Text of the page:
Welding failure is typically caused by molten material splitting and converging. Hence, the structural parameters of the mold casting system have a significant impact on the welding condition of the flow material. Using the gate form with the least amount of shunt and positioning the gate wisely can prevent inconsistencies in filling rates and interruptions in filling flow. One-way gates are preferred whenever possible.

The melt does not mix from opposite directions when using a gate, so no weld marks are produced. The main channel inlet and the sub-runner cross sections are too small, and the number of gates in the casting system of the mold is incorrect.

High material flow resistance leads to subpar weld quality and a relatively visible weld line on the plastic’s surface. It’s important to pinpoint the auxiliary flow route, reduce the number of gates, and enlarge the runner and sub-runner diameters. A cold hole must be drilled into the mold before injecting the high-temperature melt into the cavity and forming the weld line.

Weld marks from the plastic component are transferred to the flash via a shallow groove made in the mold at the point of generation. This is due to the fact that the weld line does not shrink after the flash has been created. The winglet is usually removed after molding to prevent a weak line of weld.

Injection moulded plastic with visible weld lines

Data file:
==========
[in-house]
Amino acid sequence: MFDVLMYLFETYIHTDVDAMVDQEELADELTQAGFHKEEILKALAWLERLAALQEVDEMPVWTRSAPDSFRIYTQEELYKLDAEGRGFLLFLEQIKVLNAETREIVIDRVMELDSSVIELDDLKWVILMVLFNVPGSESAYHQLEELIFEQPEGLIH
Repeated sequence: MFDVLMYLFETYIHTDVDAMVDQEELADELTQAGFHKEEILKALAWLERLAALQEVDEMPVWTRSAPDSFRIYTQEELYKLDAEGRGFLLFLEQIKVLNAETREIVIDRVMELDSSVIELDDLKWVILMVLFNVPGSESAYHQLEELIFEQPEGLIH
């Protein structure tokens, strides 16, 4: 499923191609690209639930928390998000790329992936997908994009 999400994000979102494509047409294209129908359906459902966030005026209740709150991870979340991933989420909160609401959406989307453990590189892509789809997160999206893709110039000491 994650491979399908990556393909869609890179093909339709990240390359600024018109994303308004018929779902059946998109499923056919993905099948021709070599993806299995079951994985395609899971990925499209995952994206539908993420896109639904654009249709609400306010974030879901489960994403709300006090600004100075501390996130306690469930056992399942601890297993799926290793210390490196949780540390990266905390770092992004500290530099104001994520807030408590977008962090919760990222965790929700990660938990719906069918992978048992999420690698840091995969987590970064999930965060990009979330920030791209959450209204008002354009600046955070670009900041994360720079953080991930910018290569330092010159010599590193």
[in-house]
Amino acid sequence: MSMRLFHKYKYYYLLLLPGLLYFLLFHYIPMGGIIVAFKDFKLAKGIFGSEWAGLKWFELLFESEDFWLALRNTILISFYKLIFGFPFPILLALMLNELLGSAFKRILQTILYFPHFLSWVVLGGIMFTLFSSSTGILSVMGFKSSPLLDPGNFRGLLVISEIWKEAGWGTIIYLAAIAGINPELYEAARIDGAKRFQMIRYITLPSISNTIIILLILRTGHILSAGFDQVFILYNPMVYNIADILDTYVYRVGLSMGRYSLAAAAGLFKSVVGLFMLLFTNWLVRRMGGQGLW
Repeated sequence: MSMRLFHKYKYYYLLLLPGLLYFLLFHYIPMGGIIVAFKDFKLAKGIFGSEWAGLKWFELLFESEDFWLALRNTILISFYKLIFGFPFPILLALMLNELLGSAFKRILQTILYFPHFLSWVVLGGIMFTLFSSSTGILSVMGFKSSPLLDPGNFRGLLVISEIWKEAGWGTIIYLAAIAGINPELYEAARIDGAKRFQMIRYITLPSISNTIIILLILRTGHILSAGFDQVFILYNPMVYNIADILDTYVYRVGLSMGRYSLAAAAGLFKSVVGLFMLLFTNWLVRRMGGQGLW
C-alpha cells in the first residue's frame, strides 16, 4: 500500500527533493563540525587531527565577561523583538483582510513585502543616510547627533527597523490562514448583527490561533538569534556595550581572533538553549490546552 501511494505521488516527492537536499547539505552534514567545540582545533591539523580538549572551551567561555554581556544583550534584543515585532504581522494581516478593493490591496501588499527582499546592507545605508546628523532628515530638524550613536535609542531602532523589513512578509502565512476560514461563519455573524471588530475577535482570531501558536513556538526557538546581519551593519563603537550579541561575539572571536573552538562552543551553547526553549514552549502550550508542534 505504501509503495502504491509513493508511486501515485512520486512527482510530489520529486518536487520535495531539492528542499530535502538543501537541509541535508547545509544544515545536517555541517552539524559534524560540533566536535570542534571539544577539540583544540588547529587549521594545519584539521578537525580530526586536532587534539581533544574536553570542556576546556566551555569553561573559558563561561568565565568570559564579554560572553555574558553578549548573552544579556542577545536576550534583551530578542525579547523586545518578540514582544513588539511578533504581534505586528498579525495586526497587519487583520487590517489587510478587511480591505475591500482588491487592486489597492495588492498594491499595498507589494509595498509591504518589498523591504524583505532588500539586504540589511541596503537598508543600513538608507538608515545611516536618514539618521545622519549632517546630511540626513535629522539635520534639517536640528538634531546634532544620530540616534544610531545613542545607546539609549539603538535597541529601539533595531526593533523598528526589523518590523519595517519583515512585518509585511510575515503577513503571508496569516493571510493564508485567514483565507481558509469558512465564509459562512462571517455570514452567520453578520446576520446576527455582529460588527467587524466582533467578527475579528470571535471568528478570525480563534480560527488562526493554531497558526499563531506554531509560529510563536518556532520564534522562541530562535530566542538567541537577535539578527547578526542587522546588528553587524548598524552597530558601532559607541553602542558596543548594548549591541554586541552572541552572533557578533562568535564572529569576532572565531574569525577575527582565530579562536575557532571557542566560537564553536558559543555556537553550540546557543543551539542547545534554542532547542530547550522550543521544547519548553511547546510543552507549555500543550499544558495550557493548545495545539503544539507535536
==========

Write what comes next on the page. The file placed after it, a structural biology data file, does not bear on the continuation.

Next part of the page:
Injection moulded plastic with visible weld lines

Insufficient ventilation for mold

When the melt’s weld line meets the mold line or caulking, the cavity’s trapped air is released. However, if the vent hole is not in the right place, the air that remains in the cavity after the flow has passed is unable to escape, the bubble is subjected to excessive pressure, and the bubble’s volume gradually decreases because the weld line does not align with the mold line or the caulking.

We’ve whittled it down to a single core issue at last. Because the molecules’ kinetic energy is converted to thermal energy at high pressure, the air’s melting point rises. A yellow spot will form at the fusion point when the temperature is just above the decomposition temperature of the raw material. If the fusion joint is heated to a temperature higher than the raw material’s decomposition temperature, a black spot will form.

This sort of spot can be found on the exterior of plastic components near a weld line. During operation, these spots should not be confused with impurity spots. These flaws typically result from insufficient mold exhaust, the carbonization point formed after molten material is pyrolyzed.

See if the mold’s vent hole and gate are free of solidified material or other melt objects after such a failure. After the obstruction has been removed, the carbonization point may still be present, in which case a vent hole will need to be drilled in the feed point of the mold.

We can increase the rate of convergence by relocating the gate, modifying the clamping force, and enlarging the exhaust gap. When it comes to the nuts and bolts of the process, you can play it safe by, say, lowering the injection pressure, the injection time, or the material and mold temperatures.

Improper use of release agent

When welding plastic, using too much or the wrong kind of release agent can leave visible marks on the surface. Injection molding rarely requires even trace amounts of release agents and then only for particularly challenging features like threads. In most cases, a smaller amount of release agent is preferable.